Once cloned, a monitoring agent 210 on the new VM 240 notifies the monitoring component 132 of the platform manager 130 of its existence, thus platform manager 130 “discovers” and inventories the new VM 240. The monitoring policies now monitor the expanded group of VMs. Monitoring shows that application response time was improved after the new VM was added. The process of de-provisioning servers, when responding to reduced workload conditions, utilizes similar methods to reduce the number of VMs.

FIGS. 4A-E illustrate an example operation and corresponding user interfaces depicting system performance, according to certain embodiments of the present disclosure. In the example described herein for FIGS. 4A-E, a hotel booking application may be running. The hotel book application is a web based, load balanced application receiving data from users who are using it to make hotel reservations. The same application is running on an initial number of virtual machines (VMs), two VMs in this case, for scaling and performance reasons. As the requests are received into the application, a Load Balancer is handing off the requests (data) to the two front-end servers. A platform manager 130 is employed, and monitoring agents are located at each of the two front-end servers. The agents report performance data to the platform manager, and the platform manager then records the data, in this case CPU performance data.

FIG. 4A provides an illustration of the initial environment configuration. As shown, the CPU utilization is depicted at around 51%. According to one embodiment, alerts may be set on the calculated metric that calculates performance data for the application servers. Initially, the workload may fluctuate within the critical threshold specified but the system isn't reacting to this. If the application workload increases to a level that cannot be handled by the initial two VMs (base configuration), this load requires the creation of additional VMs.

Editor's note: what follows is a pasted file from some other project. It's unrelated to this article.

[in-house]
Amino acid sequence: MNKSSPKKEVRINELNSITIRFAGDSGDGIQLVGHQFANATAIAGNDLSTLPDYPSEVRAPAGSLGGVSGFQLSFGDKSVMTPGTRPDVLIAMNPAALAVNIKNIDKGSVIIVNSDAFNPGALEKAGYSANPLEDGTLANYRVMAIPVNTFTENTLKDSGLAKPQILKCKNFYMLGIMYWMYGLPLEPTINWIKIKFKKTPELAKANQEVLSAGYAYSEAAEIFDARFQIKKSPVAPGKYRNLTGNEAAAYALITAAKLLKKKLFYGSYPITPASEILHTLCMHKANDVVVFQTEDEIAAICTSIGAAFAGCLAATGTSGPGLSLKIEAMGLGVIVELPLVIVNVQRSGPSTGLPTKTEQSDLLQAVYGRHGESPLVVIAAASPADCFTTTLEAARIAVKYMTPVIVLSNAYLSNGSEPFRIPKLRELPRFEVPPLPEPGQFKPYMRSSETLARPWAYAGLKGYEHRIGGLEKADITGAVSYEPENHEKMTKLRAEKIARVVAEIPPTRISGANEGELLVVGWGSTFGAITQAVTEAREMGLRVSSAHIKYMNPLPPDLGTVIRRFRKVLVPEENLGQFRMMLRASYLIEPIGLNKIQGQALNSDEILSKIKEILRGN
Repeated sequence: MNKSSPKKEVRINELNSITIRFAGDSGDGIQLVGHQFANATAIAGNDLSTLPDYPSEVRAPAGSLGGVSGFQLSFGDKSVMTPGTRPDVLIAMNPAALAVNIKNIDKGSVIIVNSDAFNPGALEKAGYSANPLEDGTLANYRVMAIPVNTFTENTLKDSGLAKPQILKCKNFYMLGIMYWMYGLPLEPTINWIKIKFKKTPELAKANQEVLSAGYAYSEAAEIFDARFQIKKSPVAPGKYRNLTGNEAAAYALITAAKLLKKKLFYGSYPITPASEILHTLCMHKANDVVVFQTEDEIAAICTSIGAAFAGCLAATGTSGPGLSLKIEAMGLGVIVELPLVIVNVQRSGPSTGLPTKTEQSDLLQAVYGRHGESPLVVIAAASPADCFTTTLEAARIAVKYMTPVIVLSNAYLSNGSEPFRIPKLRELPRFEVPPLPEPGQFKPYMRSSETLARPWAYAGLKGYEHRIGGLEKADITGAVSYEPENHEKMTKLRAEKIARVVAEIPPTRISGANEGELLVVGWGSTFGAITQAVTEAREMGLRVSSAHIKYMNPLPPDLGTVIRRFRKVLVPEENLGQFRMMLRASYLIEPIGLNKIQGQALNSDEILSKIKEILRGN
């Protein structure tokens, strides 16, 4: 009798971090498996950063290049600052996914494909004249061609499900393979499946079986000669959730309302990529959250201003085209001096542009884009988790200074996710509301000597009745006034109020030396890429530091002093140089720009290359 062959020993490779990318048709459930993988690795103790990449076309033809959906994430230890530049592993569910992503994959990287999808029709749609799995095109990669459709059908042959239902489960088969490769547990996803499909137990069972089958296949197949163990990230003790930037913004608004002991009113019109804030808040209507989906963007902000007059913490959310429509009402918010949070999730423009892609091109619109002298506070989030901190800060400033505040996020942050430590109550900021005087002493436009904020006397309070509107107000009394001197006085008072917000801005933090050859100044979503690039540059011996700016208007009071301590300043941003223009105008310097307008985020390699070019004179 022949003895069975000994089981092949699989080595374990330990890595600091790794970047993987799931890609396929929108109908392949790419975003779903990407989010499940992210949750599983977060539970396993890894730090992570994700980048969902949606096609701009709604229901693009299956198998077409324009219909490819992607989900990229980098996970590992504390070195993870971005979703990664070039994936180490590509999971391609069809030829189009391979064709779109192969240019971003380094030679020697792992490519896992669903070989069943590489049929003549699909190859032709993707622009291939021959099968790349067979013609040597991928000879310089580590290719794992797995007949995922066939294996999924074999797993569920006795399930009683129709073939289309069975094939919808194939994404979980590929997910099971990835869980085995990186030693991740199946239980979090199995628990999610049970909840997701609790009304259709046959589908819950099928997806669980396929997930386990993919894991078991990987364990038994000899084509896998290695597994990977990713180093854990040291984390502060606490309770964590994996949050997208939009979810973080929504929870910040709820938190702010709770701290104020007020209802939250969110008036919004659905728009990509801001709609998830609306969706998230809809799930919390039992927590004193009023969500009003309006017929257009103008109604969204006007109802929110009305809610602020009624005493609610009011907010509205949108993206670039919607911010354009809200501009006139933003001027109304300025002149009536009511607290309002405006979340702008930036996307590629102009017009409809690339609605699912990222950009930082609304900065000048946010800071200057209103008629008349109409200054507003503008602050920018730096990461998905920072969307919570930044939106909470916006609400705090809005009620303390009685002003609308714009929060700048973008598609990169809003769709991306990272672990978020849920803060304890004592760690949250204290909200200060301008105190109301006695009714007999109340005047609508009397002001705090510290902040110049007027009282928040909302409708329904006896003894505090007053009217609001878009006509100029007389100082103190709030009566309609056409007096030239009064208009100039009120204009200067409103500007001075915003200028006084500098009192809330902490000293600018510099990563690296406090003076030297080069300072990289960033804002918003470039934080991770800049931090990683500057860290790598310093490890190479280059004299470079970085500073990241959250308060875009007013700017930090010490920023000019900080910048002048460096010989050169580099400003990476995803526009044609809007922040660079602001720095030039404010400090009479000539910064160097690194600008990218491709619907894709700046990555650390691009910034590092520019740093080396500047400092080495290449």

FIG. 4B illustrates CPU utilization of the example system wherein the group's CPU utilization is operating under normal load and then above a threshold load. According to one embodiment, a threshold CPU load level, and time duration have been programmatically set by a monitoring policy or other implemented configuration. When the monitored data shows the threshold load level has been reached for a predetermined duration, for example the CPU performance load is set at 60% utilization, and a duration of 5 minutes is set, then when the 60% has been observed to exists for 5 minutes, this condition indicates that the load growth has caused the system to run out of resources to handle additional loads.

FIG. 4C illustrates CPU utilization of the example system after remediation procedure has been taken. According to one implementation, a script may be run which calls the API of the virtualization manager 122 to clone an additional VM server. This is the remediation step for the increased load. As shown, with the addition of the third VM, the load has leveled off and the CPU utilization has become reduced to acceptable levels. A recovery alert was fired to instruct the platform manager 130 to resume monitoring the metrics after the clone operation.